A Primary Flight Display, also known as a PFD, is the pilot’s primary reference for flight information in aircraft equipped with electronic flight instrument systems. A PFC combines the information traditionally displayed on several electromechanical instruments and displays them on a single electronic screen. This not only reduces pilot workload but also enhances situational awareness.
The layout and information displayed on the PFD varies from manufacturer to manufacturer and installation to installation. Despite this, most Primary Flight Displays are configured with a central attitude indicator and flight director surrounded by other flight parameters. Conventionally, the airspeed tape is placed on the left side of the attitude indicator while the altitude and vertical speed references are on the right. Vertical deviation of ILS glideslope, or VNAV (vertical navigation) is displayed to the right of the AI. Meanwhile, lateral deviation from the ILS, VOR, or FMS track is displayed below the AI. Additionally, a compass reference is provided at the bottom of the instrument while the flight director, approach, autopilot, and auto-throttle modes are located across the top of the instrument.
The first computerized cockpit display was delivered to the Boeing 767 in the early 1980s. The instrument gained immediate popularity and quickly became known as the glass cockpit. Round flight instrument gauges
were replaced with computer-generated graphical representations of the attitude and heading indicator, as well as those for airspeed, vertical speed, turn coordinator, and altimeter. The new instrument display was not only more efficiently organized to present information, but also added color and movement where none had existed before. The central CRT (cathode ray tube, a type of screen similar to an LCD) came to be known as the primary flight display. Additional CRTs were used to show important navigation and weather information on what would later be known as multifunction displays.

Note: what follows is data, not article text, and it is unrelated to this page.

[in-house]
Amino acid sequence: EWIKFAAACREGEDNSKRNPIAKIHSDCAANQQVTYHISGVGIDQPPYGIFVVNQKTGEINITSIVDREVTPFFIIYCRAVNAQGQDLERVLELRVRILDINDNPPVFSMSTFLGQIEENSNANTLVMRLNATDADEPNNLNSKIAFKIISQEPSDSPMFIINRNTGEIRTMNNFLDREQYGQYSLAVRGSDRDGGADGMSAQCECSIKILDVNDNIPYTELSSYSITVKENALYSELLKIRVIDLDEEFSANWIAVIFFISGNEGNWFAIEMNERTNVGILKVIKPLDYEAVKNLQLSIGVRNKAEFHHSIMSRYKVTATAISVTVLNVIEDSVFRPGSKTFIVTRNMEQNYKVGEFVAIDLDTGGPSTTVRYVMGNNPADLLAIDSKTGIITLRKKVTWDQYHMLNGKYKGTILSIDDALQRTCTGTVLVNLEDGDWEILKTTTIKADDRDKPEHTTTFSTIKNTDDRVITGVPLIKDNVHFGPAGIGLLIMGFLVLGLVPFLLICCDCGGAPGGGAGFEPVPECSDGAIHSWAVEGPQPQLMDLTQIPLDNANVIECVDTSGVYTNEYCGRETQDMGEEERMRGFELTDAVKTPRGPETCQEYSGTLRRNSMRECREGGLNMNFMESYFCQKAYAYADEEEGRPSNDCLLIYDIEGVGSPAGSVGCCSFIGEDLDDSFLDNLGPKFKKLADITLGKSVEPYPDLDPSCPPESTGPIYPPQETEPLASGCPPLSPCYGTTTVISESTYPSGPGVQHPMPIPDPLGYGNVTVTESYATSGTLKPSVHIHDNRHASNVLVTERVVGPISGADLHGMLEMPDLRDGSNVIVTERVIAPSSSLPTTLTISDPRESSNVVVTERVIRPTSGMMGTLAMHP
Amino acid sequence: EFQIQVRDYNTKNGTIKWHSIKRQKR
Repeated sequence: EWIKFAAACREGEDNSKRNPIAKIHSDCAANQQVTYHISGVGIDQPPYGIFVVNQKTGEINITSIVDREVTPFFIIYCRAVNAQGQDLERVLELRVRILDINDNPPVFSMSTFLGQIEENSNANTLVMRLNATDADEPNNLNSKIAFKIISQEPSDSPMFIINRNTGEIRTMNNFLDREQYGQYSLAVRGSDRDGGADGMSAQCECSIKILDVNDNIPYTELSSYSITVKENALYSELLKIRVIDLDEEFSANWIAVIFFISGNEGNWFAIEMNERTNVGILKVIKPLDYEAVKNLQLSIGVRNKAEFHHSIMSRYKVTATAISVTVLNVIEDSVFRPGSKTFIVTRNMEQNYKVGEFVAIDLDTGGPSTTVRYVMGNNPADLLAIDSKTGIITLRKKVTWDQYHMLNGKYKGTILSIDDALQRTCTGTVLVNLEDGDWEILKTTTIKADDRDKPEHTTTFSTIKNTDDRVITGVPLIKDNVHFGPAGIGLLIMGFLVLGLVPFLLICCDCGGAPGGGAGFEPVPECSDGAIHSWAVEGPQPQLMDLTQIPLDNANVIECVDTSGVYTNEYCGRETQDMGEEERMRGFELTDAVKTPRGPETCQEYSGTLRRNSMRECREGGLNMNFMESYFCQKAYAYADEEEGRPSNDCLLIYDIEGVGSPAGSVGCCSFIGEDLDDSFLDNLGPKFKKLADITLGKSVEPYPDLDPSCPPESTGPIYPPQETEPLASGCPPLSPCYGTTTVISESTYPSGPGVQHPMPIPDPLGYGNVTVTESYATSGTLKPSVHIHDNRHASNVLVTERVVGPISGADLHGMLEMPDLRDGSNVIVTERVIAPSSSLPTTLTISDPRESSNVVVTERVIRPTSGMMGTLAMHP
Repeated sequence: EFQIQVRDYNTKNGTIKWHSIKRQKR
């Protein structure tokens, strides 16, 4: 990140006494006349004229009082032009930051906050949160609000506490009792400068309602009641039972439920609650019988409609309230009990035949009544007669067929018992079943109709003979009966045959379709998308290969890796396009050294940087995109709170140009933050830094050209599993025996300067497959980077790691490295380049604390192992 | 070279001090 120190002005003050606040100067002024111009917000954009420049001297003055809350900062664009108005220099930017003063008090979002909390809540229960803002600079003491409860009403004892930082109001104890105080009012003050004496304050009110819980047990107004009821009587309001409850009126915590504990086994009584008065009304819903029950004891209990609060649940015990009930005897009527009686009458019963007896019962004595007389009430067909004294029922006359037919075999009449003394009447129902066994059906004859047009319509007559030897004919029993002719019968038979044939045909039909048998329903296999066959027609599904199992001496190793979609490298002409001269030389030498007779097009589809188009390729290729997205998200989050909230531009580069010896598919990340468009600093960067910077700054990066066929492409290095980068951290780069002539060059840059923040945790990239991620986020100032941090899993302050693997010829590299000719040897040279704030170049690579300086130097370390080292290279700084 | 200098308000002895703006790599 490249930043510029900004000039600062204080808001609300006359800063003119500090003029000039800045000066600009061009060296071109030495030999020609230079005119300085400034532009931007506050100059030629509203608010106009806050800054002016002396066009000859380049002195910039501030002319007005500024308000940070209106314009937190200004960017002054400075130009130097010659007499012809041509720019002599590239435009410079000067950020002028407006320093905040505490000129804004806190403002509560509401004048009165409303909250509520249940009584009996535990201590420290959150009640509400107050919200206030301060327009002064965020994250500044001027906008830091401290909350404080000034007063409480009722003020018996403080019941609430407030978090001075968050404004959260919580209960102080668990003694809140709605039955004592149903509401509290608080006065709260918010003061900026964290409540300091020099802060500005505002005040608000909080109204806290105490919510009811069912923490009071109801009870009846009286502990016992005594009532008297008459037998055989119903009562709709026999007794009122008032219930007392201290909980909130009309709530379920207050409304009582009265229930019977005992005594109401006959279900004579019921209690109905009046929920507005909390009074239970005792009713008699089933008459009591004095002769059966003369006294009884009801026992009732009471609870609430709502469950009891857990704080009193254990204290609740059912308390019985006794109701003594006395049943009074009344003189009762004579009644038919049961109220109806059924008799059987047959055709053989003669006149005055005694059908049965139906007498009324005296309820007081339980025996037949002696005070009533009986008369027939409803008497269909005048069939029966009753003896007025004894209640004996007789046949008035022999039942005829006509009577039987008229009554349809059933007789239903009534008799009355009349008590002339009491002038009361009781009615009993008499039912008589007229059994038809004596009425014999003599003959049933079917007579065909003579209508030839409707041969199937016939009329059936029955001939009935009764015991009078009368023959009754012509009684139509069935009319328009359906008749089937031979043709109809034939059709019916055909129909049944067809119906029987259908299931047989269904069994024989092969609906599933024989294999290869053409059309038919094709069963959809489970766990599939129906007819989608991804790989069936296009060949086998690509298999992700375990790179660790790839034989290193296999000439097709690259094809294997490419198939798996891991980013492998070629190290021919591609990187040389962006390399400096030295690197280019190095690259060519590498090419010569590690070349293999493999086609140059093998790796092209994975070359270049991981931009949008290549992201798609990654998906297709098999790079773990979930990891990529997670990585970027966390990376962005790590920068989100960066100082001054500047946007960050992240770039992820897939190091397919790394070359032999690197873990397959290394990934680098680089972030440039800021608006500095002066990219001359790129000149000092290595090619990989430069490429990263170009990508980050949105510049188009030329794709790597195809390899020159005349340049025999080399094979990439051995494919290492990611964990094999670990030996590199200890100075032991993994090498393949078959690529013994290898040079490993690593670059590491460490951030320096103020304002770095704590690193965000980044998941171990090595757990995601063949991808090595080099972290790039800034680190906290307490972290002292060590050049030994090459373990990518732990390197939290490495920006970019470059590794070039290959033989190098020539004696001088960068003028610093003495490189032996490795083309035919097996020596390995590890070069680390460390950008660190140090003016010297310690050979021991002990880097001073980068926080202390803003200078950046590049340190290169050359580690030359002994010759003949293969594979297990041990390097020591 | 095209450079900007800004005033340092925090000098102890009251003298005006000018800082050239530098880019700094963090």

Technological advances in aircraft quickly brought PFDs to many aircraft. Today, it is nearly impossible to find a new aircraft without a glass cockpit. More often than not, PFDs are still fed by many of the same data sources as the old round gauges, including pitot tubes and static ports. The key difference is that a PFD uses a computerized signal generator to translate said data into visible images, much like a computer game. A major advantage of primary flight displays is that because they are created with few moving parts, they are highly reliable.
In addition to bright color graphics and precise digital displays, PFDs also began displaying data vertically, making trends easier to track. Navigation data was also incorporated into the PFD, with the localizer needle shown right under the attitude display indicator (ADI). The glideslope ran vertically to the right of the ADI. The turn coordinator was also located at the top of the ADI, making it easier to be included in the pilot’s instrument scan for more precise control.
As major avionics producers like Garmin, Honeywell, Rockwell Collins
and Avidyne continued to develop their products, they added useful figures such as best angle or best-rate-of-climb speeds. This data would normally have only been kept in the pilot’s memory. Most new attitude indicators now offer pilots graphical guidance to assist with recovery from an upset condition, airborne traffic and even weather information. For primary flight display parts and many more high-quality aviation components, Simplified Purchasing is your source.